We can only speculate as to how Onesimus became a slave.  It is very likely he was born a slave and lived his entire life as the property of another man.  Maybe he was captured in war through no fault of his own and brought to Colossae to live his life in slavery.  Maybe he was a prisoner, sentenced to a life of slavery as a result of his own foolish choices.

I can’t tell you the “how come” of this man’s life, just as I can’t fully explain the “how come” of your life.

I just know who he was when I was introduced to him.  He was a slave.  And you know what else is said about him?  He was a useless slave.  Does it get any worse?  It is bad enough to be a slave, but you are at the bottom of the barrel when you are a useless slave.  This was Onesimus.

For those of you who grew up on the farm, he was the chicken that didn’t have any tail feathers.  Even among the simplest of animals on a farm there is a pecking order.  And even among the chickens, there is a chicken that eats last, and when she goes for the leftovers, all of the other chickens attack her.

Onesimus was like a young man I once met at a gas station.  As I visited with him about his life, I discovered he was in the local high school marching band.  When I ask him what he played, he looked down, grinned and said, “The air tuba.”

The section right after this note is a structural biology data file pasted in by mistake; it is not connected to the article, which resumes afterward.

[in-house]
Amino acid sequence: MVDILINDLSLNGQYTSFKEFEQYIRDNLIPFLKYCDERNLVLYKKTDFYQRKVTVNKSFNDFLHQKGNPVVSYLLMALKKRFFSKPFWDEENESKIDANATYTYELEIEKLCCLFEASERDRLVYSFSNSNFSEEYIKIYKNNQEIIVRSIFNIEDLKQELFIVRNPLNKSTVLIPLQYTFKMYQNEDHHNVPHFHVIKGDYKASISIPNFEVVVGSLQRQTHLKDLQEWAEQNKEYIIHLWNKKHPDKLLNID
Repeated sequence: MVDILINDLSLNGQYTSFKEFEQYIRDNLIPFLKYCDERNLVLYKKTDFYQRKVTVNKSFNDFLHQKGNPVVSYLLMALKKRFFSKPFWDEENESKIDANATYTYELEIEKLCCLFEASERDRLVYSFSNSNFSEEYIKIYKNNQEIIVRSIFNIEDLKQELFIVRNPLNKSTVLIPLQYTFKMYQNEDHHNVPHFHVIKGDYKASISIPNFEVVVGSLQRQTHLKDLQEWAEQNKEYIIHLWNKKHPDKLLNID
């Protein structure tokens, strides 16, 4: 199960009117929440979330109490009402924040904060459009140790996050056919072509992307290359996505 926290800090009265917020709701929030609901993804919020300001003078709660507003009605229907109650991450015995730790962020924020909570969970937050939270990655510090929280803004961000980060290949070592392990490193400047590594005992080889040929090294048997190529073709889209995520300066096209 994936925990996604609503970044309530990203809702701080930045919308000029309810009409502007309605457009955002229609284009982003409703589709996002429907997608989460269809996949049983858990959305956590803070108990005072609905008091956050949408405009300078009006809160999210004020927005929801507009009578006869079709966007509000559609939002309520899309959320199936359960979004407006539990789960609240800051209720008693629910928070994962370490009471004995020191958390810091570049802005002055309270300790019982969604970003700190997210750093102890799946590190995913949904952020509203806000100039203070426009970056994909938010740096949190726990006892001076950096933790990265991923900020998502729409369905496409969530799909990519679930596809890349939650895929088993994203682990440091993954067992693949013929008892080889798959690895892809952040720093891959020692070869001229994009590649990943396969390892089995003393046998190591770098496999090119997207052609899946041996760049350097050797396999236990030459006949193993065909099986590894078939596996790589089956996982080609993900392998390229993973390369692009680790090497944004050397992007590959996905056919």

The what?

Apparently he couldn’t play the tuba, but they needed more people in order to look like they had a band.  So, they handed him this bulky instrument and told him to march around on the field, but not, under any circumstances, was he to blow into that thing.

Do you know what it’s like to play the air tuba?  Hands full.  Lots of activity.  No purpose.  No music in your life.  All dressed up — with no horn to blow.

Believe it or not, Onesimus is a man we find in the pages of the Bible.  We discover part of his story in the book of Philemon.  There we read Onesimus is a useless slave, but his story gets even worse.